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Customer Service Hook

February 26, 2007

Every company not operating in a pure monopoly environment spends some time and effort creating an articulable promise of value.   A clear message to it’s customers.  The best companies can and do demonstrate this promise of value so well, that their customers carry on the advertising effort for them.   Several such examples are L.L. Bean and Craftsman tools, both of which have a “no questions” policy on returned defective items.

David Churbuck posts  eloquently on these perennial examples.   These are all examples of what I would call a “Customer Service Hook”.  But, now that these examples have been pointed out, and we’ve discussed the benefits to the business reputation, and to customer loyalty, we need to consider how a business could come to embrace and support such a policy.  How does a business go about developing behind the scenes contractual support with it’s suppliers to underwrite such an operational policy?

In the early 90’s, I ran a retail computer service and support business.   It was the age of building “white box” PCs out of commodity parts, purchased through wholesale distribution.   What could a business offer a customer, that would create this unique promise of value?   I chose to offer a Lifetime Labor Warranty for every machine we sold.  I reasoned with customers, that though we also provided 1 year warranty on parts, that the labor was going to be a higher value to them over time.  I pointed out that bench labor rates at the time were $50, and that the average memory module or I/O card was less, and that as technology moved so quickly, it would be to the customers advantage to replace a failing component with a newer technology alternative in a couple years time anyway.  Further, we would apply the labor warranty toward the installation of any upgrades purchased from our store.  This helped to ensure that customers would be more inclined to purchase upgrade parts from us, even if we didn’t have the absolute lowest cost, because when you added a competitor’s labor costs to a lower part cost, the total costs were then higher.    This strategy worked rather well – I was essentially giving away the proverbial “sleeves out of the vest”.   Customers would come back for out of warranty repair, as the labor was free to them, I kept my part warranty period in-line with what my suppliers offered me, so I carried no real warranty expense.  And, the free labor, created a marketplace advantage for me for all post sale opportunities.  It was a win-win scenario.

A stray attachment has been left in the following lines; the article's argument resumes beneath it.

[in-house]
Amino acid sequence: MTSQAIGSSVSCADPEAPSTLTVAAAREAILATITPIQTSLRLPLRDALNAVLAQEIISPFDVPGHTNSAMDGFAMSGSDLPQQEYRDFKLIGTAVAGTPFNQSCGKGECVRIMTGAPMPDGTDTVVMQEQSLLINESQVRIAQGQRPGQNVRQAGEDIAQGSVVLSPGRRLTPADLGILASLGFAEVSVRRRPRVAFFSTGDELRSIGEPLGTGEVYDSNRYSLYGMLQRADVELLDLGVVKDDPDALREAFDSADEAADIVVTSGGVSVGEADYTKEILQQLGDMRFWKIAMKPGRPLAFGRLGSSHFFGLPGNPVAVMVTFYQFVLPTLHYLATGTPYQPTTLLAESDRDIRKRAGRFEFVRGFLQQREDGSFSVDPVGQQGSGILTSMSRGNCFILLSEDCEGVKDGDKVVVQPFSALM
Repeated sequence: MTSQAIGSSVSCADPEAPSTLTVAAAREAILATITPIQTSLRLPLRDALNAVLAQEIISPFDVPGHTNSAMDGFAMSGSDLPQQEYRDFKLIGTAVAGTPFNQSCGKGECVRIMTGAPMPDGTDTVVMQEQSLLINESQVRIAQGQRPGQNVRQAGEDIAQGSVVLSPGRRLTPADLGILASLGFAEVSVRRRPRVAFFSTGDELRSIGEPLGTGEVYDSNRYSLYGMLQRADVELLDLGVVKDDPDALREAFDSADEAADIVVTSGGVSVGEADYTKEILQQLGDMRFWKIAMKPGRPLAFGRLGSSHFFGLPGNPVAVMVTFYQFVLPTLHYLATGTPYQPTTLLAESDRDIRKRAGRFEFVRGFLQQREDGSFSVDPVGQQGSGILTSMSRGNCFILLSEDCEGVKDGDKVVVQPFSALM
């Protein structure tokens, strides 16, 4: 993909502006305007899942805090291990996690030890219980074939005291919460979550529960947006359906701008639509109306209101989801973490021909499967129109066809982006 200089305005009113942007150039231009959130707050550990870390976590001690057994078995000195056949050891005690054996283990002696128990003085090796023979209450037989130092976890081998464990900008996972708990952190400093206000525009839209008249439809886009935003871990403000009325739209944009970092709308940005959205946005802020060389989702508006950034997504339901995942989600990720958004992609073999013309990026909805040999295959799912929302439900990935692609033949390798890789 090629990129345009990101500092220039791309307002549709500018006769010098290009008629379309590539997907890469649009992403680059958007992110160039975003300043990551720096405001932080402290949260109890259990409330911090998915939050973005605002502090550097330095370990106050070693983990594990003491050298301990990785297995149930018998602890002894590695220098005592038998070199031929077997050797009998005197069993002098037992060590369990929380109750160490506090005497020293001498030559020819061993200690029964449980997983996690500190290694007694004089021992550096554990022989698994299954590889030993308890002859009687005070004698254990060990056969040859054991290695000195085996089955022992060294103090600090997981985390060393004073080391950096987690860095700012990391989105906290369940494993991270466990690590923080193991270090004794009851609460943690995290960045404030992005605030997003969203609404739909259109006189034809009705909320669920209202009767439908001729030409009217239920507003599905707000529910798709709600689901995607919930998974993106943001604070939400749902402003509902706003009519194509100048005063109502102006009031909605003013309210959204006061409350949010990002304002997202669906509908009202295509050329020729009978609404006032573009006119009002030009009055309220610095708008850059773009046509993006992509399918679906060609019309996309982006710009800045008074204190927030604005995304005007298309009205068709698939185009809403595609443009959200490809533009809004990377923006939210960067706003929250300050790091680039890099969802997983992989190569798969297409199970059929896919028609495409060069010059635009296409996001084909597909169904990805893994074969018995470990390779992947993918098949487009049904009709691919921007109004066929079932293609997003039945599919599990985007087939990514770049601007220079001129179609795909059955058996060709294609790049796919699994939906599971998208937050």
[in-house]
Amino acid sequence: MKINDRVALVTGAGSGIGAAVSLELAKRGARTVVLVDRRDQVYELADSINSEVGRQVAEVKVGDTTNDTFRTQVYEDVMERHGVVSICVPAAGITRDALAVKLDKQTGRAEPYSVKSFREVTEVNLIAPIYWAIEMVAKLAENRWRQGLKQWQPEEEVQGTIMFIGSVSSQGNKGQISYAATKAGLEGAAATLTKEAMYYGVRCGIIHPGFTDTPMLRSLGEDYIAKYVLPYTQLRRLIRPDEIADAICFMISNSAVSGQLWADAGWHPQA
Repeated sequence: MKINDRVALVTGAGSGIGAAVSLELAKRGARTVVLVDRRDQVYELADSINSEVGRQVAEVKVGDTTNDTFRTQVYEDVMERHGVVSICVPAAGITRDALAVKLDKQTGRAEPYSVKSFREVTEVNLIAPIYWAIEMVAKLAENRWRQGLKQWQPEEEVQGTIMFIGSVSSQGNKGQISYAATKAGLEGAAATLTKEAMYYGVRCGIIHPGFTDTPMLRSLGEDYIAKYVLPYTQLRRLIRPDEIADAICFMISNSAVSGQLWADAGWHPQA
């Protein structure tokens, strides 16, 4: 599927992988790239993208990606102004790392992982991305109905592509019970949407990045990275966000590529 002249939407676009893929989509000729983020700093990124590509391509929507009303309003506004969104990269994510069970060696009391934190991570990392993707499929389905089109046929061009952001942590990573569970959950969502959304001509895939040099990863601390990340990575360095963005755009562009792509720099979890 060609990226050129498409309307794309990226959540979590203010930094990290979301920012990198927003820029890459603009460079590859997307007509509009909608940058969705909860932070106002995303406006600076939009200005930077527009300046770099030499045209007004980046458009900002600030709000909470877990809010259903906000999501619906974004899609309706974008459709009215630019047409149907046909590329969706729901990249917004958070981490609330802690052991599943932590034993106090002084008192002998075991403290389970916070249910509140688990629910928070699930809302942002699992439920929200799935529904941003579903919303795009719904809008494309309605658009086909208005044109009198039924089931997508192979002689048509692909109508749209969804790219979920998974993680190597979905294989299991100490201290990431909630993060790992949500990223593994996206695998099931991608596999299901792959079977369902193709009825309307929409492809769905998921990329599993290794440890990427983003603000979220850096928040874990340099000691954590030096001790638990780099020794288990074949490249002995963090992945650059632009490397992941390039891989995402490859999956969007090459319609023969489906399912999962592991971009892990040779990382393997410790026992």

So, I’d like to understand the back end equation that allows L.L. Bean to do what they do.  It’s also a prompt for all of us to consider what our customer service hook should be.  What can our business uniquely offer, that costs us little to nothing, but creates customer value, AND potentially creates a cost barrier for our competition? 

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